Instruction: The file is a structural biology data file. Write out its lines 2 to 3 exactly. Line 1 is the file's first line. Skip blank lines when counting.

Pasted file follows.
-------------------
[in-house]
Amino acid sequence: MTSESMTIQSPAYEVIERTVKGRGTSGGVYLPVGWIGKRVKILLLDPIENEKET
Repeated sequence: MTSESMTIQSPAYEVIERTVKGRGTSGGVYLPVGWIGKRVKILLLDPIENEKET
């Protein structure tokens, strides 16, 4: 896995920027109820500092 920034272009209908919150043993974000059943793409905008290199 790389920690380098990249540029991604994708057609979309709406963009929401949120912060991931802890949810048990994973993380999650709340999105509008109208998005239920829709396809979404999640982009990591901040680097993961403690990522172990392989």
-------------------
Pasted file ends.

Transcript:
Amino acid sequence: MTSESMTIQSPAYEVIERTVKGRGTSGGVYLPVGWIGKRVKILLLDPIENEKET
Repeated sequence: MTSESMTIQSPAYEVIERTVKGRGTSGGVYLPVGWIGKRVKILLLDPIENEKET